Stiftung Tierärztliche Hochschule Hannover (TiHo)TiHo eLib

Activation of the xenobiotic metabolism and oxidative stress response by mixtures of organic pollutants extracted with in-tissue passive sampling from liver, kidney, brain and blubber of marine mammals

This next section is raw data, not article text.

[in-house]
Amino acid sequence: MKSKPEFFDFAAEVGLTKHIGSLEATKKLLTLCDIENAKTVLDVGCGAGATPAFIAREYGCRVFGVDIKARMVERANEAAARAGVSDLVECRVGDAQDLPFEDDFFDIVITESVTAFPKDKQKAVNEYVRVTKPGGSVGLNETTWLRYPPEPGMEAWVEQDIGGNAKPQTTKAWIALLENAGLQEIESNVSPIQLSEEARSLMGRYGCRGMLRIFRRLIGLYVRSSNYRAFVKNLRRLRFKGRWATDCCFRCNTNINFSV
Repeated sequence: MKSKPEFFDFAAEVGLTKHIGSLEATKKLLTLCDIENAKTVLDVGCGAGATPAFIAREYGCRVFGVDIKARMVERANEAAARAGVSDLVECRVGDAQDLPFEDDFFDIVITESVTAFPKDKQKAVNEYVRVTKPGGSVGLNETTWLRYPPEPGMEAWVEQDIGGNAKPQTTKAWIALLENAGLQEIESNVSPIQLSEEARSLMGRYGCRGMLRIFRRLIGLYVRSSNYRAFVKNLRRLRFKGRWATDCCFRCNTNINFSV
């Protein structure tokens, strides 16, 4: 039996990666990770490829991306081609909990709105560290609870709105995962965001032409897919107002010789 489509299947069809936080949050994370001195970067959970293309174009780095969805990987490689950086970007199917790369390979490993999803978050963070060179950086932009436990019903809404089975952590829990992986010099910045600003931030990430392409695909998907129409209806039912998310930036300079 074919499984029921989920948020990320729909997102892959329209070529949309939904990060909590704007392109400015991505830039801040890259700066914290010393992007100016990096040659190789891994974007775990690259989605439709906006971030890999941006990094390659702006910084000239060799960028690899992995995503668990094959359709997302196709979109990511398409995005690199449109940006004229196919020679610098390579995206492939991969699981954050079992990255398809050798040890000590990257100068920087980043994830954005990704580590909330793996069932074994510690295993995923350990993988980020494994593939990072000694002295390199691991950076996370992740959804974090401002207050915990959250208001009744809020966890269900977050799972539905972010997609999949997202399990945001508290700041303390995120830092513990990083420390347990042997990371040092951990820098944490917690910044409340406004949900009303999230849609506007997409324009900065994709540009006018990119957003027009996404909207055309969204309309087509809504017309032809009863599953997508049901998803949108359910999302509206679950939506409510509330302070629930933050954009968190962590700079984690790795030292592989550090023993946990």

We used in-tissue passive equilibrium sampling using the silicone polydimethylsiloxane (PDMS) to transfer chemical mixtures present in organs from marine mammals with lipid contents between 2.3 and 99%into in vitro bioassays. Tissues from five harbor porpoises (Phocoena phocoena), one harbor seal (Phoca vitulina) and one orca (Orcinus orca) from the North and Baltic Seas were sampled until thermodynamic equilibrium was reached. Mixture effects were quantified with cellular reporter gene bioassays targeting the activation of the aryl hydrocarbon receptor (AhR-CALUX), the peroxisome proliferator-activated receptor gamma (PPARγ-bla) and the oxidative stress response (AREc32), with parallel cytotoxicity measurements in all assays. After removing co-extracted lipids and other matrix residues with a non-destructive cleanup method (freeze-out of acetonitrile extract followed by a primary secondary amine sorbent extraction), the activation of the PPARγ and AREc32 were reduced by factors of on average 4.3 ± 0.15 (n = 22) and 2.5 ± 0.23 (n = 18), respectively, whereas the activation of the AhR remained largely unaltered: 1.1 ± 0.075 (n = 6). The liver extracts showed the highest activation, followed by the corresponding kidney and brain extracts, and the blubber extracts of the animals were the least active ones. The activation of the PPARγ by the liver extracts was reduced after cleanup by a factor of 11 ± 0.26 (n = 7) and the AREc32 activity by a factor of 1.9 ± 0.32 (n = 4). The blubber extracts did not activate the AhR up to concentrations where cytotoxicity occurred or up to an acceptable lipid volume fraction of 0.27% as derived from earlier work, whereas all liver extracts that had undergone cleanup activated the AhR. The developed in-tissue passive sampling approach allows a direct comparison of the bioassay responses between different tissues without further normalization and serves as a quantitative method suitable for biomonitoring of environmental biota samples.


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